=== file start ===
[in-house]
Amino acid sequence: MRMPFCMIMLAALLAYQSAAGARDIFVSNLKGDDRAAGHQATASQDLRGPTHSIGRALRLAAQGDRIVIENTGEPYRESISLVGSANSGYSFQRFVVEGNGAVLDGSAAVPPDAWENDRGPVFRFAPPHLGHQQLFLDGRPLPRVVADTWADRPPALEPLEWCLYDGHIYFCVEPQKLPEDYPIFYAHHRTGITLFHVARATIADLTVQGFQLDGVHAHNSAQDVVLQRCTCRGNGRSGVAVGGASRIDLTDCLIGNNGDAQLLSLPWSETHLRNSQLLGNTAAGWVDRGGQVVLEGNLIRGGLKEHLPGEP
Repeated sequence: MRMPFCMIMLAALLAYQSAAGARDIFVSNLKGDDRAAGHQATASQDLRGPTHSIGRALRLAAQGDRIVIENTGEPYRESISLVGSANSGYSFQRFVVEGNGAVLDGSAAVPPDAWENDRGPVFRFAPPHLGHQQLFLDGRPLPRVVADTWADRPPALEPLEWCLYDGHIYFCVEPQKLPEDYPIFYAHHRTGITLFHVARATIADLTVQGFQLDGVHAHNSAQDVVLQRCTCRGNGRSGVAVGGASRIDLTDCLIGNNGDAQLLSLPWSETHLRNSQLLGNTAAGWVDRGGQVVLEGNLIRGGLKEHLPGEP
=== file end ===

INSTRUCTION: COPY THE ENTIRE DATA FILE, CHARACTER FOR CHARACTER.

[in-house]
Amino acid sequence: MRMPFCMIMLAALLAYQSAAGARDIFVSNLKGDDRAAGHQATASQDLRGPTHSIGRALRLAAQGDRIVIENTGEPYRESISLVGSANSGYSFQRFVVEGNGAVLDGSAAVPPDAWENDRGPVFRFAPPHLGHQQLFLDGRPLPRVVADTWADRPPALEPLEWCLYDGHIYFCVEPQKLPEDYPIFYAHHRTGITLFHVARATIADLTVQGFQLDGVHAHNSAQDVVLQRCTCRGNGRSGVAVGGASRIDLTDCLIGNNGDAQLLSLPWSETHLRNSQLLGNTAAGWVDRGGQVVLEGNLIRGGLKEHLPGEP
Repeated sequence: MRMPFCMIMLAALLAYQSAAGARDIFVSNLKGDDRAAGHQATASQDLRGPTHSIGRALRLAAQGDRIVIENTGEPYRESISLVGSANSGYSFQRFVVEGNGAVLDGSAAVPPDAWENDRGPVFRFAPPHLGHQQLFLDGRPLPRVVADTWADRPPALEPLEWCLYDGHIYFCVEPQKLPEDYPIFYAHHRTGITLFHVARATIADLTVQGFQLDGVHAHNSAQDVVLQRCTCRGNGRSGVAVGGASRIDLTDCLIGNNGDAQLLSLPWSETHLRNSQLLGNTAAGWVDRGGQVVLEGNLIRGGLKEHLPGEP